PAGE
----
Post by Californian on Nov 13, 2018 1:55:41 GMT -5
I was under the impression that the first image of Chief Joseph was by Orlando Scott Goff dated 1877 - the original glass negative ended up with David F. Barry who was his assistant (it is now in the D F Barry negatives collection at the Denver Public Library)
This is supposed to be an early image of Joseph. I'm not too sure...
This is supposed to be a fairly early one taken in Kansas - though obviously after the two above and the Goff:
As is this:
I've seen the Goff photo credited to Barry (but whhy woyuld be there unless he was working with Goff) and Haynes. As I've said elsewhere, the backdrop used is the same as in the early photo of Rain in the Face, so it would be interesting to be able to confirm who actually took it (and when, in the case of Rain-in-the-Face). Whoever it was had only a short window of opportunity to photograph Joseph. Those hast with the bands around them seem to have been pretty popular among the surrendered Nez Perce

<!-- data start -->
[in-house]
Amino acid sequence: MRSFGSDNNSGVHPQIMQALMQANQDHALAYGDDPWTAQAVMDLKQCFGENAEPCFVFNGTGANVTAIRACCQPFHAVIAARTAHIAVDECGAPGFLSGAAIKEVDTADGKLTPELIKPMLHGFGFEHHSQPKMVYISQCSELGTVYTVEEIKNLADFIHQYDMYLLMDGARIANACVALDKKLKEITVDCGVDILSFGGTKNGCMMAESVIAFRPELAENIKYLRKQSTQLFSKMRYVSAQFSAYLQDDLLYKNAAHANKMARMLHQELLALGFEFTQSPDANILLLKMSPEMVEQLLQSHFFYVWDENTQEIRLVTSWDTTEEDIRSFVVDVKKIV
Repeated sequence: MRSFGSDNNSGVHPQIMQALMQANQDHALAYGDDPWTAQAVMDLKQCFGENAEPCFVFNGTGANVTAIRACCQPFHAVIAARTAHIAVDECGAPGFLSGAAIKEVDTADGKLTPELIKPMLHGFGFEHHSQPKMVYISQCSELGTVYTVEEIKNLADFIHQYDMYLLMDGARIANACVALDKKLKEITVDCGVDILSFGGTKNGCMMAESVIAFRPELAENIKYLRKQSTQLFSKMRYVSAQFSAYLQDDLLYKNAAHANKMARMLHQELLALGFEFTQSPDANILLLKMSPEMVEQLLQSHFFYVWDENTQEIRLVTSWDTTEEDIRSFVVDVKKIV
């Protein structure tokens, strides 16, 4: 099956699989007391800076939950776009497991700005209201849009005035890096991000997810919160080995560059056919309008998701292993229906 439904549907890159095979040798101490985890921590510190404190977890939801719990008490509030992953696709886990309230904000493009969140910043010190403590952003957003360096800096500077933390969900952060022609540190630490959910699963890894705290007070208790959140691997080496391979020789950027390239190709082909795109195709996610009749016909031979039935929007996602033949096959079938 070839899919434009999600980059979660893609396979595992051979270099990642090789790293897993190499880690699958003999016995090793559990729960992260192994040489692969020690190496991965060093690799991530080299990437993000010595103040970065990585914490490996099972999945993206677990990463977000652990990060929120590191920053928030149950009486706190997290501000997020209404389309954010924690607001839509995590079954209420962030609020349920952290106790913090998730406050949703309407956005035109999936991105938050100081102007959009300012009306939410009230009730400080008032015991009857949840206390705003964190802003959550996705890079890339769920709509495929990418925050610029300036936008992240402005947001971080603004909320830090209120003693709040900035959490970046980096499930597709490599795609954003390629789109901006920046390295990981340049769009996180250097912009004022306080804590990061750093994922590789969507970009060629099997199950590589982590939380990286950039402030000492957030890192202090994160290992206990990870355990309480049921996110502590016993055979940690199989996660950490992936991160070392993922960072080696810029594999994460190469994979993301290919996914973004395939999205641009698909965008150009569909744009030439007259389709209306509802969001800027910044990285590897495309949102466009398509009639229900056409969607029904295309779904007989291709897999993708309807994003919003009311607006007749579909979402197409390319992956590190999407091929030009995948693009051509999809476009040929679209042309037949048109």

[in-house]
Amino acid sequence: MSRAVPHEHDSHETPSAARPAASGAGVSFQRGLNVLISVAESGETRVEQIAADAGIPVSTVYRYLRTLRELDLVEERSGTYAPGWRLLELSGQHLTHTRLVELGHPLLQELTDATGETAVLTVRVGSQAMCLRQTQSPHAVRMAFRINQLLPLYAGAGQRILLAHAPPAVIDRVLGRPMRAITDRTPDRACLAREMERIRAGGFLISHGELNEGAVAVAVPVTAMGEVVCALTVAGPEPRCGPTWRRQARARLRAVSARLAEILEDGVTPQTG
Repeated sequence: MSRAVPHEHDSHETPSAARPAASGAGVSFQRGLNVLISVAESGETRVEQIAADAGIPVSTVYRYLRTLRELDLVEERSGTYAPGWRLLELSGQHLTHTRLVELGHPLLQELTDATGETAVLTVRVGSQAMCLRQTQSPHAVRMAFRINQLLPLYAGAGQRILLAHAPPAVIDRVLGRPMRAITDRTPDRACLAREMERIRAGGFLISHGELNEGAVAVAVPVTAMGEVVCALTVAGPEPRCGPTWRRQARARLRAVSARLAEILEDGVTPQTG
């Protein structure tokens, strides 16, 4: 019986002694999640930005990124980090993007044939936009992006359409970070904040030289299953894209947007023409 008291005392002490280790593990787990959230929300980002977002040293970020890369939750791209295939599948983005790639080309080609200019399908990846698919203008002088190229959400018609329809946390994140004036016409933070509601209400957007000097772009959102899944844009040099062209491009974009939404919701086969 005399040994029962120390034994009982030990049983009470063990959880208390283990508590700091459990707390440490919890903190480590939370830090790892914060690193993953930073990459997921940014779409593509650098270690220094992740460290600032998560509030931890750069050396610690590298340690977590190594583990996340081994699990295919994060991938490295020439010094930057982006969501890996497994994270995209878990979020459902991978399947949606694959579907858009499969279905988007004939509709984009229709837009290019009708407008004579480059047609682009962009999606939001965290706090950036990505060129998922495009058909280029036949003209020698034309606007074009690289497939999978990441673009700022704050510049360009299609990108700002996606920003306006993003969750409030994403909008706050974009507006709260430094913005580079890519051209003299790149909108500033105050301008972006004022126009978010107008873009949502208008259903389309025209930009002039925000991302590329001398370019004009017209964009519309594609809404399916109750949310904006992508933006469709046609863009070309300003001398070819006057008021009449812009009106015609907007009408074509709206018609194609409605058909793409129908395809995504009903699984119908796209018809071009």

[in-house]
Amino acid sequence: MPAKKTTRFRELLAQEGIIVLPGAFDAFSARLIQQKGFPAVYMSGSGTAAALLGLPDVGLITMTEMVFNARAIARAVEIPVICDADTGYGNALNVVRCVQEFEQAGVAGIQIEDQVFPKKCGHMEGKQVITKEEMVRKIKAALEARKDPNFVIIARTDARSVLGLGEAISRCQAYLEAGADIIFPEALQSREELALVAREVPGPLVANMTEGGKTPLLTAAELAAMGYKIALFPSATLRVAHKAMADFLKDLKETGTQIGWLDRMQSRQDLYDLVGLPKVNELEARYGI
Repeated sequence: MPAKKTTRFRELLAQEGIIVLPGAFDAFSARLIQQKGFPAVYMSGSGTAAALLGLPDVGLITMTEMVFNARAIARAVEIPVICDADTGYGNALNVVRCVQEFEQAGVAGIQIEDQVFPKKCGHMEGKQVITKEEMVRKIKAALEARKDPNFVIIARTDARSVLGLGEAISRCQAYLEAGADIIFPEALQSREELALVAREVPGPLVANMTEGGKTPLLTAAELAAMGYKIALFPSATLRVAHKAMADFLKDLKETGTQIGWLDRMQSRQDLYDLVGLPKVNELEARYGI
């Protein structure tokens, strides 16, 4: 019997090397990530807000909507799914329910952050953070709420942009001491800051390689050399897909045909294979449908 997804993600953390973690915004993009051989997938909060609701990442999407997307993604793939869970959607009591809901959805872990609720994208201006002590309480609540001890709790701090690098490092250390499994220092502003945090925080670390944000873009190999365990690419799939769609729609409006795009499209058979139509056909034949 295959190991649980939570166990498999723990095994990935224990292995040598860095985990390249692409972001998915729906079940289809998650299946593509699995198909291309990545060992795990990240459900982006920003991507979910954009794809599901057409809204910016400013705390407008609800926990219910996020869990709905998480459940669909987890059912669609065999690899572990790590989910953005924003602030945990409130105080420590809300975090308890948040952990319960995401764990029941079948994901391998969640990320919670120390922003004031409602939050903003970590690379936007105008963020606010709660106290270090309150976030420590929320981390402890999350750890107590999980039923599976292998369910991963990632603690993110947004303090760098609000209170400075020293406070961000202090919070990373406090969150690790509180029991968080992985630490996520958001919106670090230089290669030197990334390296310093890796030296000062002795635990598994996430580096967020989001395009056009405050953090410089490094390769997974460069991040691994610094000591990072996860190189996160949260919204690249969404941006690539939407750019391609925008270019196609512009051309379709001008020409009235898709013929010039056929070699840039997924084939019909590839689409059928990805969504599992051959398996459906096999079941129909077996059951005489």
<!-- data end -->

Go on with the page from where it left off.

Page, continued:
This is another early one - after they've had time to be kitted out with fans and ostrich plume hats and, in Joseph's case, a smart jacket
And here (for good measure) is the less common image taken on his trip to Washington DC with Yellow Bull in 1878 or 79:
Finally, I've seen this one several times online as a photo showing Joseph and Looking Glass and associates in 1877:
I think it's a lot later, but I'm happy to be proven wrong. It has the look of those Moorhouse photos...
Last Edit: May 12, 2019 10:30:38 GMT -5 by grahamew
Post by Californian on Nov 13, 2018 20:02:08 GMT -5
thank you Mr. Grahame W. it is greatly appreciated - the image attributed to Goff (negative now with the D F Barry collection at the Denver Public Library) has a faint pine tree in the backdrop, remotely reminiscent to the one used for the 1881 Sitting Bull image. That must not mean really much - if merely a potential clue. I have to concur with you that John Hale Fouch, post photographer at Fort Keogh, Montana Territory most likely should credited with creating the first ever image of Chief Joseph and that would have been several weeks prior to the latter reaching Bismarck in Dakota Territory to be photographed by Orlando Scott Goff. Of course the image attributed to Goff is the one most recognizable in the world.